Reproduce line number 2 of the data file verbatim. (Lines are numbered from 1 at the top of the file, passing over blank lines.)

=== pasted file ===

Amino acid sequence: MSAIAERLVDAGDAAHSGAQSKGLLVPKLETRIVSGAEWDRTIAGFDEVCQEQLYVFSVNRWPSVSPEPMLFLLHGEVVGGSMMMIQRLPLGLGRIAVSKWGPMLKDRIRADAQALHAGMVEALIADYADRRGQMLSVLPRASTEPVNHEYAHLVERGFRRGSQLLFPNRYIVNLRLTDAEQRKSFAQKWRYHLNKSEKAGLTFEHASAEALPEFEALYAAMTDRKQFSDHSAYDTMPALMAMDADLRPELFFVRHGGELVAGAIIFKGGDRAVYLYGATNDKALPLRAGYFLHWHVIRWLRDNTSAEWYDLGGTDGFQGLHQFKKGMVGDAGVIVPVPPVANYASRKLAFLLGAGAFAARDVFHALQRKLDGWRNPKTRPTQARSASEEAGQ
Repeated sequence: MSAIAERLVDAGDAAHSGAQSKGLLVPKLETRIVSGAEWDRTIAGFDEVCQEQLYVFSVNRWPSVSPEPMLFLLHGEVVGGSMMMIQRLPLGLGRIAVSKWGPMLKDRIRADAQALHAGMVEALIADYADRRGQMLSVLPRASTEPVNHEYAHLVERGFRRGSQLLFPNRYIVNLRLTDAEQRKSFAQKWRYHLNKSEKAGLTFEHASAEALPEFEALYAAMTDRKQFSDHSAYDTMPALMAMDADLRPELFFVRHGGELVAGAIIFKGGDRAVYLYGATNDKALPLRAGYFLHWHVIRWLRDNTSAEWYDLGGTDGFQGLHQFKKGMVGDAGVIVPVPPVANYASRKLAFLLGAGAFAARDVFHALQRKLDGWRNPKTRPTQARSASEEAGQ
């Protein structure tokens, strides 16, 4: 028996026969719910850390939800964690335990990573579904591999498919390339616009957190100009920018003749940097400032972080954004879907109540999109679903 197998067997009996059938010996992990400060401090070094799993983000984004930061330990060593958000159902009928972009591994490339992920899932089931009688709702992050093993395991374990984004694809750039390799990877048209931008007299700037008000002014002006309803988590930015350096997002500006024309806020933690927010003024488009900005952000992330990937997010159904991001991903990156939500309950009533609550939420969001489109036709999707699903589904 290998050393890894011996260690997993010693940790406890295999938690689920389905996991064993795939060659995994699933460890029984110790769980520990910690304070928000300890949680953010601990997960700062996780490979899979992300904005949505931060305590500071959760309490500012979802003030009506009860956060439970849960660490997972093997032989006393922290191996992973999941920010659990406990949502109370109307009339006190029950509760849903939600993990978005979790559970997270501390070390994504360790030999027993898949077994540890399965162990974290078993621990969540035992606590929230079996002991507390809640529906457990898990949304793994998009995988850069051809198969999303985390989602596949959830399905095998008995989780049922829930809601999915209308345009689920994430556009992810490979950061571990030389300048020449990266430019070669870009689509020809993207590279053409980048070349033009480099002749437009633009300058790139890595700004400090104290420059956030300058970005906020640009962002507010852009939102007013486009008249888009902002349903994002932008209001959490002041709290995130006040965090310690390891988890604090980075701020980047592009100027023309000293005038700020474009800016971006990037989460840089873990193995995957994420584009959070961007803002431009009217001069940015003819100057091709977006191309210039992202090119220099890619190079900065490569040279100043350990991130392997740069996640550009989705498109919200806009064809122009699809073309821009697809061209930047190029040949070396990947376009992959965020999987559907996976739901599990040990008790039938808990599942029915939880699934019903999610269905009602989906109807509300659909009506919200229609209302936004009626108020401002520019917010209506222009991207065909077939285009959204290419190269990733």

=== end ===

Repeated sequence: MSAIAERLVDAGDAAHSGAQSKGLLVPKLETRIVSGAEWDRTIAGFDEVCQEQLYVFSVNRWPSVSPEPMLFLLHGEVVGGSMMMIQRLPLGLGRIAVSKWGPMLKDRIRADAQALHAGMVEALIADYADRRGQMLSVLPRASTEPVNHEYAHLVERGFRRGSQLLFPNRYIVNLRLTDAEQRKSFAQKWRYHLNKSEKAGLTFEHASAEALPEFEALYAAMTDRKQFSDHSAYDTMPALMAMDADLRPELFFVRHGGELVAGAIIFKGGDRAVYLYGATNDKALPLRAGYFLHWHVIRWLRDNTSAEWYDLGGTDGFQGLHQFKKGMVGDAGVIVPVPPVANYASRKLAFLLGAGAFAARDVFHALQRKLDGWRNPKTRPTQARSASEEAGQ